- Hard choices for today's insurers and brokers
- Full online/phone front end?
- Maintain/reduce branches?
- Replace/upgrade systems?
These changes in the commercial insurance sector will continue to add business and operating-model complexity. Technology in particular will create a barrage of issues as products, customers and channel experiences evolve. Established players need to be willing to tackle the major costs and disruption required to create new platforms and propositions. At the same time, they must also undertake the unenviable task of moving away from legacy systems and distribution assets. The industry will also need to work out how to embrace the productivity and effectiveness unleashed by technology and analytics advancements. The role of the underwriter will need to be significantly enhanced by technology. This could be termed the 'bionic' model, combining the best of man
In short, we see the future as an inseparable blend of digital technology and human capabilities. In SME, efficiency, automation and e-trading will be a prerequisite. Fortunately, it will become much simpler to acquire these capabilities through microservice-enabled software-as-a-service solutions and API-based services. These already
exist today in banking and such solutions are currently being introduced in retail insurance by players like IBA or Guidewire.
However, it is not enough to simply acquire capabilities. Many insurers have so far taken an incremental approach to implementing digital via a series of point solutions. This raises the very real danger that they will end up with a 'spaghetti architecture', which will be the next decade's legacy IT problem. Firms therefore also need to design their new bionic architecture today. This will require agile experimentation and a very different capability from digitisation and automation. Much more in-house agile coding will also become essential.
In the large corporate world, there will be some similar moves. Some changes will be required and will not necessarily be easy, such as moving away from labour-intensive manual data collection, cleansing and analysis to 'one-click portfolio transparency'.
In short, CEOs of established insurers and brokers face many harsh choices during the next few years. Worst case, if they do not find new ways to compete, they risk being burdened with declining volumes and high trapped costs -- and with their competitive advantage slowly but steadily eroded.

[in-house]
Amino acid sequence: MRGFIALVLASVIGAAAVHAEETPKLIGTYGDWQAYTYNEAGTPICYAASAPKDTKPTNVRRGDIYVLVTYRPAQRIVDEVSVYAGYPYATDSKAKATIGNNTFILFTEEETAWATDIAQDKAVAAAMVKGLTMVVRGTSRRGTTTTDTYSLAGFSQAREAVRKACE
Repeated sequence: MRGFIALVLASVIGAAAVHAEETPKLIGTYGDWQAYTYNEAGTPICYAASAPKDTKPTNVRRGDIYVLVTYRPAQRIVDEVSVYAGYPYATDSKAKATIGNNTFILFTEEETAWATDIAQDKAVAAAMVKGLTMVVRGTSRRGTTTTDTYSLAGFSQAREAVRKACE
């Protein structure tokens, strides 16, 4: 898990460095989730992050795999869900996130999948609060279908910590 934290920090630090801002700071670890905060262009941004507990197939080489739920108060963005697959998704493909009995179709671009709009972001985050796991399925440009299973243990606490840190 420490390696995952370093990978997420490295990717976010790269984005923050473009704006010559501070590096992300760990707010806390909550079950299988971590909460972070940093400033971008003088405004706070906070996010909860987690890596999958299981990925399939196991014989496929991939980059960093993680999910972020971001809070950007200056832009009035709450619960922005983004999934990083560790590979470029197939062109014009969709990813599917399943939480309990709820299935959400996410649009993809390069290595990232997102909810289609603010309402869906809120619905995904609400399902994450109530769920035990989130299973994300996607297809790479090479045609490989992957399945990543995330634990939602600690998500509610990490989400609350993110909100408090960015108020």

There are also major implications for individual underwriters and for underwriting leaders. We see far less traditional, case-based underwriting in regional offices for SMEs -- but more automated, portfolio-underwritten business that may open up opportunities for those willing and able to fit into teams combining sophisticated analytical, data engineering, technological and entrepreneurial skills.
In the large corporate world, there will still be demand for those able to understand, select and price complex risks -- but with much more technological and analytical sophistication. There will also be significant pressure to reduce the cost and complexity of today's fragmented and artisanal process flows.
Underwriting leadership will need to work out how to source the capabilities needed, whether and how to upskill existing staff; and how to make their departments an attractive place for new kinds of talent. They will need to help underwriters be more creative and openminded in their ways of assessing, pricing and limiting risk for clients.
By 2027, the best underwriting teams will be a heady mixture of statisticians, engineers and technology developers.
Individual underwriters will need to adapt their skills and outlook to this radically changing world. Some may choose to see this as a threat -- and it is true that some traditional underwriting roles will disappear, or at least shrink in numbers. But there will be also significant opportunities for those willing to be entrepreneurial, to learn new skills and to embrace change.
Arthur White is partner at Oliver Wyman
Our predictions for the "future of the underwriter" in larger corporate & specialty
What we predicted last time for 2022
- More sophisticated client risk management strategies
- More technology-driven risk and pricing tools
- New holistic risk management service providers
- Client-centric coverage model, structuring solutions on whole client needs
- Building a talent pipeline of quality staff able to drive continual innovation
What's happened FIVE years in?
- New tech with complex impact on needs (eg cyber, "industry 4.0")
- Only most sophisticated clients retaining more risk
- Capital as a commodity, ongoing weak pricing
- Cost pressure and consolidation
- Broker innovation
- Reconfiguration of the value chain (MGA, TPA, -¦)
Outlook to 2027
- Proposition and platform innovation
- "Smart automation"/new operating models -- cheaper, more flexible, smarter
- Modularisation/fragmentation -- separating capital provision from underwriting
- Only participating where you know you have an advantage
- Hard choices for incumbents